Fitch Ratings says the outlook in 2013 for Asia-Pacific (APAC) banks is stable, reflecting broadly their ability to handle the risks of a less favourable external environment. Prospects for upgrade, however, are held back by rising leverage across Asia-Pacific and the risk of a sharper slowdown in China.
“Banks generally have strong absorption capacity given their sound profit and capitalisation levels,” says Mark Young, managing director in Fitch’s Financial Institutions team. “This will position them well in the face of pressures from a softer but still solid, by global standards, economic growth environment.
“Funding structures are also generally well placed, and risks are coming down where there had been sensitivities in the past, such as in Australia and Korea,” Young added.
In its report, entitled
‘2013 Outlook: Asia-Pacific Banks’
, the credit ratings agency (CRA) says that China and India remain the weak spots where the viability ratings (VRs) of banks in these markets are under pressure. Fitch’s concerns over the effect of China’s rampant credit growth on bank credit quality and solvency are now becoming evident. In addition activity in wealth management products has the potential to hurt China banks.
India’s more protracted slowdown means that the credit fundamentals of state-owned banks are also under pressure after a build-up of risk concentrations and rising non-performing loans.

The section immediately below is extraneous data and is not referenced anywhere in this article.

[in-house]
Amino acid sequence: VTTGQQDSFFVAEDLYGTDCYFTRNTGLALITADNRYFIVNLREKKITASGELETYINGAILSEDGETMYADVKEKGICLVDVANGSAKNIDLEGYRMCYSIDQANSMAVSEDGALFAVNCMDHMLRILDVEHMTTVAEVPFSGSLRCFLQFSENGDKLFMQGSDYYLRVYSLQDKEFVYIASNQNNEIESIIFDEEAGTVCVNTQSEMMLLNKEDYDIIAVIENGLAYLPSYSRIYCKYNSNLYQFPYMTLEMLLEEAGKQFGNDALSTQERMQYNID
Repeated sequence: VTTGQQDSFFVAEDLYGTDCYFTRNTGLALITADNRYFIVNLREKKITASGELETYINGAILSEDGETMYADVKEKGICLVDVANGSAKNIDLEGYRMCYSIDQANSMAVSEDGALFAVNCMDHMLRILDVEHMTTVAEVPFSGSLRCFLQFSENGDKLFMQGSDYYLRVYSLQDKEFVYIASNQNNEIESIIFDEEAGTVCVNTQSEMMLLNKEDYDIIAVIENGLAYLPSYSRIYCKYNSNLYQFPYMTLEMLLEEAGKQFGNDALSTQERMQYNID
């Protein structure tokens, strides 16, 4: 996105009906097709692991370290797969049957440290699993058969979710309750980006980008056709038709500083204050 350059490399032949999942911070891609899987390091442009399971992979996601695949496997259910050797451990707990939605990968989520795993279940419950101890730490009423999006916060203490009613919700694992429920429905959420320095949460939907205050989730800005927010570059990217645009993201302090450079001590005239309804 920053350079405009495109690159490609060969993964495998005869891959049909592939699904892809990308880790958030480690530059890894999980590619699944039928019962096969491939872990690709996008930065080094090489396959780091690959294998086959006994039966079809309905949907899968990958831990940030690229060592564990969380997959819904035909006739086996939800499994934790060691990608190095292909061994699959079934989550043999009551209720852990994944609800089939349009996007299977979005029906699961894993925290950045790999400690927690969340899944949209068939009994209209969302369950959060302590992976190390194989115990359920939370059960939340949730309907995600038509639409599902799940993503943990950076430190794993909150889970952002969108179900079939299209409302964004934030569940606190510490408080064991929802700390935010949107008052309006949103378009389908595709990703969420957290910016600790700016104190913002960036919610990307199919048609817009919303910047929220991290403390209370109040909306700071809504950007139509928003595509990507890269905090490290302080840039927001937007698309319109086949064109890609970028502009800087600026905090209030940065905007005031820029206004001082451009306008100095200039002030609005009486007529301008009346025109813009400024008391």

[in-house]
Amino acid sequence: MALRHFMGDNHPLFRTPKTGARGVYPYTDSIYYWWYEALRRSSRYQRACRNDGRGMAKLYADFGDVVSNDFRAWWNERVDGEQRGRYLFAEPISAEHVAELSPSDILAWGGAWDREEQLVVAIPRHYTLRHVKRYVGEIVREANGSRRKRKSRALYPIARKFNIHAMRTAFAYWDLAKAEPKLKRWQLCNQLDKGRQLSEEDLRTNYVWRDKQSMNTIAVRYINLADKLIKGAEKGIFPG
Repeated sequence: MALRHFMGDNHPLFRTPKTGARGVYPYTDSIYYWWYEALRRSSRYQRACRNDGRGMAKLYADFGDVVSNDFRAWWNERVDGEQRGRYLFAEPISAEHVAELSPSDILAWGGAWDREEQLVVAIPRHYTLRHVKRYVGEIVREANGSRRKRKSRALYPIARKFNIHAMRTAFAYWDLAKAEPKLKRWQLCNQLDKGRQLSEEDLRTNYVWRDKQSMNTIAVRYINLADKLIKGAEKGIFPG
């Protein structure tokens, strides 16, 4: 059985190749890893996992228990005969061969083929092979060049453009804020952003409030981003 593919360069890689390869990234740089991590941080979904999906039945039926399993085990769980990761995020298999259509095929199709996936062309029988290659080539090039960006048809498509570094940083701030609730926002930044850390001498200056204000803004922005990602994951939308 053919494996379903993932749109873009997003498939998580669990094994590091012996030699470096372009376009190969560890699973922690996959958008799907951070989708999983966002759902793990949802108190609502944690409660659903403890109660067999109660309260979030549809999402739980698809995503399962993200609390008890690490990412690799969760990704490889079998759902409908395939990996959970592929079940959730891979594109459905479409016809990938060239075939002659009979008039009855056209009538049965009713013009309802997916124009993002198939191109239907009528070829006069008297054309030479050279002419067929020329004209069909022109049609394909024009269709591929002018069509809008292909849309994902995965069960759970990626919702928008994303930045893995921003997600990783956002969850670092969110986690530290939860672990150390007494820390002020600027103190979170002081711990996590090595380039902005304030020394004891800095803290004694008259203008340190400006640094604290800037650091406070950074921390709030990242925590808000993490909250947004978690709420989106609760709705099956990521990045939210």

Risks that could also impact ratings negatively include a China hard landing. While not Fitch’s base case, a hypothetical 300 basis points (bp) hit to China’s gross domestic product (GDP) in 2013 shows economies with large trade links hardest hit. Taiwan, Korea and Thailand would be affected most, while Japan is most exposed among major advanced economies, as are the open economies of Hong Kong and Singapore. This would add pressure on banks’ VRs.
Another trend to monitor is the rising levels of leverage across the region which is constraining upward momentum of ratings. Beyond China, high and rapidly rising leverage has led to a build-up of risk in Hong Kong and Indonesia as well as in the lower-rated countries of Mongolia, Sri Lanka and Vietnam which are more sensitive to an economic slowdown.
In a separate report issued by the CRA, titled
‘2013 Outlook: Japanese ‘Mega Banks’
, Fitch says that Japanese mega banking groups are unlikely to see any major recovery in domestic earnings in the near term. However, their financial profiles are likely to be supported by robust liquidity, firm asset quality and strong capital buffer.
The Japanese mega banking groups are Sumitomo Mitsui Financial, Mizuho Financial and Mitsubishi UFJ Financial whose main subsidiary is Bank of Tokyo-Mitsubishi. The report predicts that they will accelerate their overseas business expansion, albeit selectively, in the next two to three years.
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